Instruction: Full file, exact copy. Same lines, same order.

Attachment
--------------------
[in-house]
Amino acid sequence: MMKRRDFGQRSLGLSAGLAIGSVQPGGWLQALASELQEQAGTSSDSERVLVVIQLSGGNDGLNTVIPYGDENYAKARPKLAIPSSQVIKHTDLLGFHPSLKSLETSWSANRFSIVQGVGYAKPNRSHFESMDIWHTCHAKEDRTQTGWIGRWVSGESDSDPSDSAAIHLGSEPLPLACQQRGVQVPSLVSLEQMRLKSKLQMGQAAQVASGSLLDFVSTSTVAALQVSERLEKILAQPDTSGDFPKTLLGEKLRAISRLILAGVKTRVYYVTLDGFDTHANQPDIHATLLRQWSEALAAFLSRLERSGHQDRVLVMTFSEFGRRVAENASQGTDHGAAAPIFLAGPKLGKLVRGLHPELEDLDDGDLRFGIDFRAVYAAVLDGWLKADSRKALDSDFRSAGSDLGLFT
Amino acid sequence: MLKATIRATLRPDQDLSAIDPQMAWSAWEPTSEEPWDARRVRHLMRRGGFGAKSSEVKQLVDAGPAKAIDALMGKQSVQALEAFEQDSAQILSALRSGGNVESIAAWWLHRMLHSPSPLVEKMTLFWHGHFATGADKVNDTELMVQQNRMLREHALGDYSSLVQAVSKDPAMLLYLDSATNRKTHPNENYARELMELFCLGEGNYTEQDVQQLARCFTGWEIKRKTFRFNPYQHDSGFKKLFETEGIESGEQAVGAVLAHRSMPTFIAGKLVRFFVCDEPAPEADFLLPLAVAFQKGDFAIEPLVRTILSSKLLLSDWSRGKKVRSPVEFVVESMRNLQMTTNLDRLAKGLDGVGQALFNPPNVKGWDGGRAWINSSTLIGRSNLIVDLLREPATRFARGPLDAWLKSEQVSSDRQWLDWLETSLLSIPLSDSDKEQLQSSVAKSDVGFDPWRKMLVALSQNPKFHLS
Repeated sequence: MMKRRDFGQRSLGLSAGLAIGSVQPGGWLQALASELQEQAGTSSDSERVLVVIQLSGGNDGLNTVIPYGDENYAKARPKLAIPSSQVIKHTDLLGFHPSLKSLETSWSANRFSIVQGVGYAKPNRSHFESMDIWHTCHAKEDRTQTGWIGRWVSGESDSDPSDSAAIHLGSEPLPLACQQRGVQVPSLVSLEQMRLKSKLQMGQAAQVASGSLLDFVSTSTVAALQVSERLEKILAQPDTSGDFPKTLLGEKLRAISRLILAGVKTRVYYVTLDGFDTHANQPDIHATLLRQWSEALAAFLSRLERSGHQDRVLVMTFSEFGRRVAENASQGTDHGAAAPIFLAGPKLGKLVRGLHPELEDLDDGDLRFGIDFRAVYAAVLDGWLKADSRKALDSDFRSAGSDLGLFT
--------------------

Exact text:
[in-house]
Amino acid sequence: MMKRRDFGQRSLGLSAGLAIGSVQPGGWLQALASELQEQAGTSSDSERVLVVIQLSGGNDGLNTVIPYGDENYAKARPKLAIPSSQVIKHTDLLGFHPSLKSLETSWSANRFSIVQGVGYAKPNRSHFESMDIWHTCHAKEDRTQTGWIGRWVSGESDSDPSDSAAIHLGSEPLPLACQQRGVQVPSLVSLEQMRLKSKLQMGQAAQVASGSLLDFVSTSTVAALQVSERLEKILAQPDTSGDFPKTLLGEKLRAISRLILAGVKTRVYYVTLDGFDTHANQPDIHATLLRQWSEALAAFLSRLERSGHQDRVLVMTFSEFGRRVAENASQGTDHGAAAPIFLAGPKLGKLVRGLHPELEDLDDGDLRFGIDFRAVYAAVLDGWLKADSRKALDSDFRSAGSDLGLFT
Amino acid sequence: MLKATIRATLRPDQDLSAIDPQMAWSAWEPTSEEPWDARRVRHLMRRGGFGAKSSEVKQLVDAGPAKAIDALMGKQSVQALEAFEQDSAQILSALRSGGNVESIAAWWLHRMLHSPSPLVEKMTLFWHGHFATGADKVNDTELMVQQNRMLREHALGDYSSLVQAVSKDPAMLLYLDSATNRKTHPNENYARELMELFCLGEGNYTEQDVQQLARCFTGWEIKRKTFRFNPYQHDSGFKKLFETEGIESGEQAVGAVLAHRSMPTFIAGKLVRFFVCDEPAPEADFLLPLAVAFQKGDFAIEPLVRTILSSKLLLSDWSRGKKVRSPVEFVVESMRNLQMTTNLDRLAKGLDGVGQALFNPPNVKGWDGGRAWINSSTLIGRSNLIVDLLREPATRFARGPLDAWLKSEQVSSDRQWLDWLETSLLSIPLSDSDKEQLQSSVAKSDVGFDPWRKMLVALSQNPKFHLS
Repeated sequence: MMKRRDFGQRSLGLSAGLAIGSVQPGGWLQALASELQEQAGTSSDSERVLVVIQLSGGNDGLNTVIPYGDENYAKARPKLAIPSSQVIKHTDLLGFHPSLKSLETSWSANRFSIVQGVGYAKPNRSHFESMDIWHTCHAKEDRTQTGWIGRWVSGESDSDPSDSAAIHLGSEPLPLACQQRGVQVPSLVSLEQMRLKSKLQMGQAAQVASGSLLDFVSTSTVAALQVSERLEKILAQPDTSGDFPKTLLGEKLRAISRLILAGVKTRVYYVTLDGFDTHANQPDIHATLLRQWSEALAAFLSRLERSGHQDRVLVMTFSEFGRRVAENASQGTDHGAAAPIFLAGPKLGKLVRGLHPELEDLDDGDLRFGIDFRAVYAAVLDGWLKADSRKALDSDFRSAGSDLGLFT